Monitoring Correlation Logs¶
Product observability enables rapid debugging of product issues. The Micro Integrator enables observability using Correlation logs. Correlation logs allow you to monitor individual HTTP requests from the point that a message is received by the Micro Integrator until the corresponding response message is sent back to the original message sender. That is, the complete round trip of an HTTP message (client → Micro Integrator → back-end → Micro Integrator → client) can be tracked and analyzed using a log file.
When Correlation logs are enabled for the Micro Integrator server, a separate log file named
correlation.log is created in the
<MI_HOME>/repository/logs/ directory. Every HTTP message that flows through the ESB and between the Micro Integrator and external clients undergoes several state changes. A new log entry is created in the
correlation.log file corresponding to the state changes in the round trip of a single HTTP request. A Correlation ID assigned to the incoming HTTP request is assigned to all the log entries corresponding to the request. Therefore, you can use this Correlation ID to easily locate the logs relevant to the round trip of a specific HTTP request and, thereby, analyze the behavior of the message flow.
Enabling Correlation logs¶
At the server start-up¶
You can enable Correlation logging by passing a system property.
If you want Correlation logs to be enabled every time the server starts, add the following system property to the product start-up script (stored in the
<MI_HOME>/bin/directory) and set it to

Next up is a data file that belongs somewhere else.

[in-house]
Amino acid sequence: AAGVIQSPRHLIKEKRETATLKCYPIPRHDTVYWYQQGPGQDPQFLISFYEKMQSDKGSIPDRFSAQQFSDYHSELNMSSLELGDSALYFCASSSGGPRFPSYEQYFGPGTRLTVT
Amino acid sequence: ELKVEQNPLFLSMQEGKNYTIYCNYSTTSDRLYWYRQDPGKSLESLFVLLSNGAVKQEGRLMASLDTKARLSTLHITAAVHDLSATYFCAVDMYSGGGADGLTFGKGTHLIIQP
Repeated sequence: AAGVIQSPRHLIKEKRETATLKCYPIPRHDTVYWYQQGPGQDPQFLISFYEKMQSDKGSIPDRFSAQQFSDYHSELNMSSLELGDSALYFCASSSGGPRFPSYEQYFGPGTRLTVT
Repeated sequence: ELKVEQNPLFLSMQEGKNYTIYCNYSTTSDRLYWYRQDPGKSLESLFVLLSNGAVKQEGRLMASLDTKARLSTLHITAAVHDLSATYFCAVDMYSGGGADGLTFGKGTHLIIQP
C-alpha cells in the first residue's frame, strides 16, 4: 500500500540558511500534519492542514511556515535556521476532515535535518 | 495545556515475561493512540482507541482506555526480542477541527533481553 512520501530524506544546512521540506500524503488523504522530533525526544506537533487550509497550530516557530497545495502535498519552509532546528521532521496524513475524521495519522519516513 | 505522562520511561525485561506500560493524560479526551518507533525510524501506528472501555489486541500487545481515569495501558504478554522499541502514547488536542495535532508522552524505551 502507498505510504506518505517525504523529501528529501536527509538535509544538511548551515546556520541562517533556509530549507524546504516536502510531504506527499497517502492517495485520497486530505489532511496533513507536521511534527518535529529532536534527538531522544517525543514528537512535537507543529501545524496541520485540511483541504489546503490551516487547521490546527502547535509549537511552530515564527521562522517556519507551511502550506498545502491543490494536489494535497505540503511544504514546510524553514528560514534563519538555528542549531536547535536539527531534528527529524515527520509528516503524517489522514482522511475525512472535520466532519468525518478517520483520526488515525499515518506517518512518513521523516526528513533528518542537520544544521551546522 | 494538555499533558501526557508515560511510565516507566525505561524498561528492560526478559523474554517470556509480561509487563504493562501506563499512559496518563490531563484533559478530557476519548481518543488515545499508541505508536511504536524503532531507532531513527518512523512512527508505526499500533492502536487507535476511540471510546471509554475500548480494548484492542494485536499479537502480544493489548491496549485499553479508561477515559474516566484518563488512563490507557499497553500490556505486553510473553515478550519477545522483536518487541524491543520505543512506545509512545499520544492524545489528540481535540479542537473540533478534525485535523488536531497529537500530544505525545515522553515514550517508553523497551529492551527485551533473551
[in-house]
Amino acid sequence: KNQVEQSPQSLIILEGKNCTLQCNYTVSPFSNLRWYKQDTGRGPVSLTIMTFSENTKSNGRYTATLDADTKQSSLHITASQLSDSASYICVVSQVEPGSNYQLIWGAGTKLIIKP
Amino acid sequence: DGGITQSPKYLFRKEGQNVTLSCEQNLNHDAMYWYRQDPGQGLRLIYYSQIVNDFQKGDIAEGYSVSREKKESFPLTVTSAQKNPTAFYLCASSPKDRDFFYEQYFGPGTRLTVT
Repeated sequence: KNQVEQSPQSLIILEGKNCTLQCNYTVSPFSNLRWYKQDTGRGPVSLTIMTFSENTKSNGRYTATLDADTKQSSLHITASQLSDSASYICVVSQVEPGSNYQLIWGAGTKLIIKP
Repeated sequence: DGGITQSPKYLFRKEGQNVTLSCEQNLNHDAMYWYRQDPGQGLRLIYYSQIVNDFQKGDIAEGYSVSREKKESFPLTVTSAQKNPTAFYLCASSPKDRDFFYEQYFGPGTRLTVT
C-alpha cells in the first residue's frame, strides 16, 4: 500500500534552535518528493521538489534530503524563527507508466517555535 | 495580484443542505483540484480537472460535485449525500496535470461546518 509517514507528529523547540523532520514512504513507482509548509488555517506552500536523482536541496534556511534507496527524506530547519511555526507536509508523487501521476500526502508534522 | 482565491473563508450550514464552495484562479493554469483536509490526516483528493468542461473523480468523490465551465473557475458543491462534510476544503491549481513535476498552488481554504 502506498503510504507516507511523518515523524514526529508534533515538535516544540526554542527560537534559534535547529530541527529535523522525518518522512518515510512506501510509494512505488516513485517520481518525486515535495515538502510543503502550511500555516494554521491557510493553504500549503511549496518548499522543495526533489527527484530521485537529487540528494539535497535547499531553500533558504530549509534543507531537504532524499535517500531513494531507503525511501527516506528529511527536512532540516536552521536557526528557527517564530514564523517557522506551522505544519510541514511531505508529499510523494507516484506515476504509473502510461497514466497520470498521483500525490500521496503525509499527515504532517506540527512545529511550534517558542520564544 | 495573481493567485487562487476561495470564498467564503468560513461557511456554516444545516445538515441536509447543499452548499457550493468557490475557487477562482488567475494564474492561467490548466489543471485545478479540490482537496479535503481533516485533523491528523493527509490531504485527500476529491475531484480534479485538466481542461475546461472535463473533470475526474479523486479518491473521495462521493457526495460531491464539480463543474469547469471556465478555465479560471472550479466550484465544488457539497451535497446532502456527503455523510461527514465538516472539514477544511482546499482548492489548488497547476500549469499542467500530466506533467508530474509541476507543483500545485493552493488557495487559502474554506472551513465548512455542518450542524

Alternatively, you can pass the system property at the time of starting the server by executing the following command:
- On Linux/MacOS/CentOS:
sh micro-integrator.sh -DenableCorrelationLogs=true
- On Windows:
- On Linux/MacOS/CentOS:
Now when you start the Micro Integrator, the
correlation.log file is created in the
During the runtime¶
You can enable correlation logging by invoking the configs resource of the Management API. For more information, see enable/disable correlation logs using the Management API.
Alternatively, you can enable correlation logging using the MI dashboard.
You cannot disable the correlation logs during runtime if the correlation logs are enabled using the system property.
Sending an HTTP request with a Correlation ID¶
When the client sends an HTTP request to the Micro Integrator, a Correlation ID for the request can be passed using the Correlation header that is configured in the Micro Integrator. By default, the Correlation header is
activity_id. If you want to change the default Correlation header, see the topic on configuring Correlation logs. If the client does not pass a Correlation ID in the request, the Micro Integrator will generate an internal value and assign it to the request. The Correlation ID assigned to the incoming request is assigned to all the log entries that are related to the same request.
Shown below is the POST request that is sent using the CURL client. Note that the Correlation ID is set in this request.
curl -X POST --data @request.json http://localhost:8280/healthcare/categories/surgery/reserve -H "Content-Type:application/json" -H "activityid:correlationID"
Accessing the Correlation logs¶
If you know the Correlation ID of the HTTP request that you want to analyze, you can isolate the relevant logs as explained below.
Open a terminal and navigate to the
<MI_HOME>/repository/logs/directory where the
correlation.logfile is saved.
Execute the following command with the required Correlation ID.
<correlation_ID>with the required value.
bash cat correlation.log | grep "<correlation_ID>"
Shown below is an example of Correlation log entries corresponding to the round trip of a single HTTP request.